I haven't written about Wikileaks because I am not finished reading about it. I do think that even in a free society a government has a legitimate interest in keeping at least some things secret. But I also think that only a fool would accept, uncritically, the government's own assessment of which secrets it needs to keep. In American law, the state secret privilege — the notion that the government can ask a court to dismiss any lawsuit seeking to vindicate any right, no matter how important, by saying that it will reveal state secrets — is a sham founded on perjury and fraud. People who work for the government will always try to keep as many things secret as they can, because it hides their misconduct, makes them feel important, supports their feeling that citizens are unwashed hoi-palloi who don't know what's good for them, and seems "safer" — in an cover-my-ass sense — than being open.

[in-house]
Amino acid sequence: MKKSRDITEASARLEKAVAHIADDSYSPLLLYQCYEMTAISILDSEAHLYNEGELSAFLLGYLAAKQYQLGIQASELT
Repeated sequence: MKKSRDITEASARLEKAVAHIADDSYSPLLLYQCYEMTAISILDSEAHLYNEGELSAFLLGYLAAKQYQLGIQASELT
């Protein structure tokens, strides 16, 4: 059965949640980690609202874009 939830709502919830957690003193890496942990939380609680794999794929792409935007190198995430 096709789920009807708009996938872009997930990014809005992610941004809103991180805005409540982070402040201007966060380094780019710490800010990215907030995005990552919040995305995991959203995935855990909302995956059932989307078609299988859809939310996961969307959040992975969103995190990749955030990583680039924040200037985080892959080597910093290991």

So it should be no surprise that governments — national, state, and local — continue to make facially ridiculous claims that some things must be secret. Like, for instance, the New Jersey Department of Public Affairs, which believes that national security justifies concealing information about the building of a government barn used to house road salt, under a public order that justifies ignoring the state's open records act when necessary to “protect and defend the state and its citizens against acts of sabotage or terrorism.”
A robust discussion about what government documents ought to be secret is good. A servile and gullible concession that the government can be trusted to draw, and toe, that line is bad.
Last 5 posts by Ken White
- Hate Speech Debate on More Perfect Live - September 5th, 2017
- Popehat Goes To The Opera: Un ballo in maschera - August 19th, 2017
- Department of Justice Uses Search Warrant To Get Data On Visitors to Anti-Trump Site - August 14th, 2017
- America At The End of All Hypotheticals - August 14th, 2017
- Lawsplainer: Why John Oliver Is Anti-Diversity Now - August 11th, 2017